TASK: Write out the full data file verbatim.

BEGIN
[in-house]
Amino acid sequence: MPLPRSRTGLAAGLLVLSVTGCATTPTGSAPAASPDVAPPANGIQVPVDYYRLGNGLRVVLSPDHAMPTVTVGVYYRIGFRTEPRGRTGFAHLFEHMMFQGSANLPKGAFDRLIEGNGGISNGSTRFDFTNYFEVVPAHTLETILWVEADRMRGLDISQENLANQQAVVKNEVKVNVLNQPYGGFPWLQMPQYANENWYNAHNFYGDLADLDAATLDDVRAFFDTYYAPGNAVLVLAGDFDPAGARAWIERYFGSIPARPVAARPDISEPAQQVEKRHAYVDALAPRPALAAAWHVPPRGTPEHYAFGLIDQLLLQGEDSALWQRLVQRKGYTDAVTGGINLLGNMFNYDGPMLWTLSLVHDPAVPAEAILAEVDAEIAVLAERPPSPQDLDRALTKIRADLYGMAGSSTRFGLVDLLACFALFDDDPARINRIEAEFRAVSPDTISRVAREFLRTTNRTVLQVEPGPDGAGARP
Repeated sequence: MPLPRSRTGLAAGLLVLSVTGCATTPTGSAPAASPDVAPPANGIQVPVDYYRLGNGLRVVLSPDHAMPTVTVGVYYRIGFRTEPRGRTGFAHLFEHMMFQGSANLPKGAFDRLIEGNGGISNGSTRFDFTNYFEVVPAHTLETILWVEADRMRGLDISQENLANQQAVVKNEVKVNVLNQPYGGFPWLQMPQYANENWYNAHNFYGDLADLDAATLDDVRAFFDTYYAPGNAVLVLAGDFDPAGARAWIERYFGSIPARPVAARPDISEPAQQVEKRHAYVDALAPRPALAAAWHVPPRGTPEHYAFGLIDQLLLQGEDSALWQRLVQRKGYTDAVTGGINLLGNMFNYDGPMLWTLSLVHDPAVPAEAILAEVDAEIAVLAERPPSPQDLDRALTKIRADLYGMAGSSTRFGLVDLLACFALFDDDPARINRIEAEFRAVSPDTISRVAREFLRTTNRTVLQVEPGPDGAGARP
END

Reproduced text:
[in-house]
Amino acid sequence: MPLPRSRTGLAAGLLVLSVTGCATTPTGSAPAASPDVAPPANGIQVPVDYYRLGNGLRVVLSPDHAMPTVTVGVYYRIGFRTEPRGRTGFAHLFEHMMFQGSANLPKGAFDRLIEGNGGISNGSTRFDFTNYFEVVPAHTLETILWVEADRMRGLDISQENLANQQAVVKNEVKVNVLNQPYGGFPWLQMPQYANENWYNAHNFYGDLADLDAATLDDVRAFFDTYYAPGNAVLVLAGDFDPAGARAWIERYFGSIPARPVAARPDISEPAQQVEKRHAYVDALAPRPALAAAWHVPPRGTPEHYAFGLIDQLLLQGEDSALWQRLVQRKGYTDAVTGGINLLGNMFNYDGPMLWTLSLVHDPAVPAEAILAEVDAEIAVLAERPPSPQDLDRALTKIRADLYGMAGSSTRFGLVDLLACFALFDDDPARINRIEAEFRAVSPDTISRVAREFLRTTNRTVLQVEPGPDGAGARP
Repeated sequence: MPLPRSRTGLAAGLLVLSVTGCATTPTGSAPAASPDVAPPANGIQVPVDYYRLGNGLRVVLSPDHAMPTVTVGVYYRIGFRTEPRGRTGFAHLFEHMMFQGSANLPKGAFDRLIEGNGGISNGSTRFDFTNYFEVVPAHTLETILWVEADRMRGLDISQENLANQQAVVKNEVKVNVLNQPYGGFPWLQMPQYANENWYNAHNFYGDLADLDAATLDDVRAFFDTYYAPGNAVLVLAGDFDPAGARAWIERYFGSIPARPVAARPDISEPAQQVEKRHAYVDALAPRPALAAAWHVPPRGTPEHYAFGLIDQLLLQGEDSALWQRLVQRKGYTDAVTGGINLLGNMFNYDGPMLWTLSLVHDPAVPAEAILAEVDAEIAVLAERPPSPQDLDRALTKIRADLYGMAGSSTRFGLVDLLACFALFDDDPARINRIEAEFRAVSPDTISRVAREFLRTTNRTVLQVEPGPDGAGARP